"Welcome to the point. Four April twenty third. I'm Lauren Ski. Co Author of the point. I'm here to cut through the political spin to bring you the news you need to know president. Donald Trump has spent a lot of time promoting hydroxy chloroquine as the corona virus tightened. Its grip on the United States. Beginning in mid March trump name dropped the drug nearly fifty times according to a CNN analysis of his public comments trump called it a quote game changer for Corona Virus. And that it shows quote tremendous promise but that came to a sudden. Halt trump has since shifted his rhetoric toward reopening the country. As of Thursday afternoon. He hasn't even mentioned the drug by name in more than a week. That shift in praise comes after evidence has increasingly mounted over the drugs potentially deadly side effects. One piece of evidence is a new study of hundreds of patients at the US. V A medical centers. They found current virus patients. Taking hydroxy chloroquine that same treatment touted by president trump. Were No less likely to need mechanical ventilation and actually had higher death rates. Compared to those who did not take the drug physicians have warned that will trump is enthusiastic about the drug or at least he was. It still needs to be studied to see if it works and if it is safe for the record there are currently no products approved by the US Food and Drug Administration to prevent or treat corona virus though research is underway on many drugs. Let's get to the point. President trump is now no longer calling hydroxy chloroquine a game changer. He's not mentioning it at all. And that is the point for April. Twenty third twenty twenty for more updates throughout the week including our Sunday night. Campaign Edition Subscribe to the point newsletter at CNN dot com slash. Point if you like this audio briefing. You can get every single weekday on Google or Amazon Echo or subscribe on Stitcher or apple podcasts or your favorite podcast app so you never miss an episode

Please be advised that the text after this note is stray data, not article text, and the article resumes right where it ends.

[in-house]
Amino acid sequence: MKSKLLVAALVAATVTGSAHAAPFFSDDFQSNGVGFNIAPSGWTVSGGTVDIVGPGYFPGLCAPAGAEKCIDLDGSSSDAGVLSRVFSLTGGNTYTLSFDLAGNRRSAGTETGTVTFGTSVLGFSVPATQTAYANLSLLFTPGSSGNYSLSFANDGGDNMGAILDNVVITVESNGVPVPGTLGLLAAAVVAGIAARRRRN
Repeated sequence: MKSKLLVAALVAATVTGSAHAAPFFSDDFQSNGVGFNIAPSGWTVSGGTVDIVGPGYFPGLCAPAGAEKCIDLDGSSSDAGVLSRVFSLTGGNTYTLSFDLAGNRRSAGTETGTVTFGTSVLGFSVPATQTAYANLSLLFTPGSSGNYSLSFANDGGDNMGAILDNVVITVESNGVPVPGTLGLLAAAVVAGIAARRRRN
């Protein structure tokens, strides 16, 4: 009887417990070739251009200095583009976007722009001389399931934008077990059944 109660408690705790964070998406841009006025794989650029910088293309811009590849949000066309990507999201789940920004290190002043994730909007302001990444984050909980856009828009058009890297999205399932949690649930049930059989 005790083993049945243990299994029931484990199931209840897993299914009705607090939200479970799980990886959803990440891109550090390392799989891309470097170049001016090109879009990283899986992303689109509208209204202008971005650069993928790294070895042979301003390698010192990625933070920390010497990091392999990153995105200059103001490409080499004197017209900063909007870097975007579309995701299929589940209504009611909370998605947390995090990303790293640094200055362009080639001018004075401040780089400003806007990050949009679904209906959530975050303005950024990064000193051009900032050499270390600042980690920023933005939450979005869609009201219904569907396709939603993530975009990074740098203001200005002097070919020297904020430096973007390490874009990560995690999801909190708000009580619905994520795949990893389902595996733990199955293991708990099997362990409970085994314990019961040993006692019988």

Twitter Restricts Trump Jr. After He Shares Misleading Virus Video